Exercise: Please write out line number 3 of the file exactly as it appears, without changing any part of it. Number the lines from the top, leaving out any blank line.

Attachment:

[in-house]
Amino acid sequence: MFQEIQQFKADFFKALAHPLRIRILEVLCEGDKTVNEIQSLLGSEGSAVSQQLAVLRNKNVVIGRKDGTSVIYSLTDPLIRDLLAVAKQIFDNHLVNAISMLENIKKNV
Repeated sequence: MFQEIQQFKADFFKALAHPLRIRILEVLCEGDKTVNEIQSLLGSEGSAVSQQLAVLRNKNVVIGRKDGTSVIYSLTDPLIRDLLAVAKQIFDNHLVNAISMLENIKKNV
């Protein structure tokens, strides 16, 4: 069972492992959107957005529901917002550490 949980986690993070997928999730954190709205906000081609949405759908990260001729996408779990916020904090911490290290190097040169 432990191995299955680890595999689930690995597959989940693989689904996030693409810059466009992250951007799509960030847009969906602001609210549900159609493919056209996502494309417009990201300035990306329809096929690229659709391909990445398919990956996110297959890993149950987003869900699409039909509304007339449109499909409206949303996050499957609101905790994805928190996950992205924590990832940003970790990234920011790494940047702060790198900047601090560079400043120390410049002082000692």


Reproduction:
Repeated sequence: MFQEIQQFKADFFKALAHPLRIRILEVLCEGDKTVNEIQSLLGSEGSAVSQQLAVLRNKNVVIGRKDGTSVIYSLTDPLIRDLLAVAKQIFDNHLVNAISMLENIKKNV